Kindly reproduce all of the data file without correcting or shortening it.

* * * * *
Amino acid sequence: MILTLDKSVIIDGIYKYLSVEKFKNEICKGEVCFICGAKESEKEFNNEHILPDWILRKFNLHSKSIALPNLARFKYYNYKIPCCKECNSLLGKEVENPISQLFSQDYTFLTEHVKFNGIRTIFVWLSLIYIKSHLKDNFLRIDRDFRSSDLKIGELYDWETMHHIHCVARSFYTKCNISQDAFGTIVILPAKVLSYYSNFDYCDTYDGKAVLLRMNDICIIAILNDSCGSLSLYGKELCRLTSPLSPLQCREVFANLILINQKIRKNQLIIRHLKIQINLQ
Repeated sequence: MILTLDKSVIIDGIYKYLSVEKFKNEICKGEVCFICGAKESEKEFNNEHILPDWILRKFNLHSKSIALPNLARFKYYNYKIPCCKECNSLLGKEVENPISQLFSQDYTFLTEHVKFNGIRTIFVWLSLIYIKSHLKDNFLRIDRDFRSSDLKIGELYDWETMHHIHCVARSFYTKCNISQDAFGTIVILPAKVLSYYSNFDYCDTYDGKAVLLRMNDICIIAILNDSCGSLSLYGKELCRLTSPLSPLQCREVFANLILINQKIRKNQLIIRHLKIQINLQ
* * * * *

Amino acid sequence: MILTLDKSVIIDGIYKYLSVEKFKNEICKGEVCFICGAKESEKEFNNEHILPDWILRKFNLHSKSIALPNLARFKYYNYKIPCCKECNSLLGKEVENPISQLFSQDYTFLTEHVKFNGIRTIFVWLSLIYIKSHLKDNFLRIDRDFRSSDLKIGELYDWETMHHIHCVARSFYTKCNISQDAFGTIVILPAKVLSYYSNFDYCDTYDGKAVLLRMNDICIIAILNDSCGSLSLYGKELCRLTSPLSPLQCREVFANLILINQKIRKNQLIIRHLKIQINLQ
Repeated sequence: MILTLDKSVIIDGIYKYLSVEKFKNEICKGEVCFICGAKESEKEFNNEHILPDWILRKFNLHSKSIALPNLARFKYYNYKIPCCKECNSLLGKEVENPISQLFSQDYTFLTEHVKFNGIRTIFVWLSLIYIKSHLKDNFLRIDRDFRSSDLKIGELYDWETMHHIHCVARSFYTKCNISQDAFGTIVILPAKVLSYYSNFDYCDTYDGKAVLLRMNDICIIAILNDSCGSLSLYGKELCRLTSPLSPLQCREVFANLILINQKIRKNQLIIRHLKIQINLQ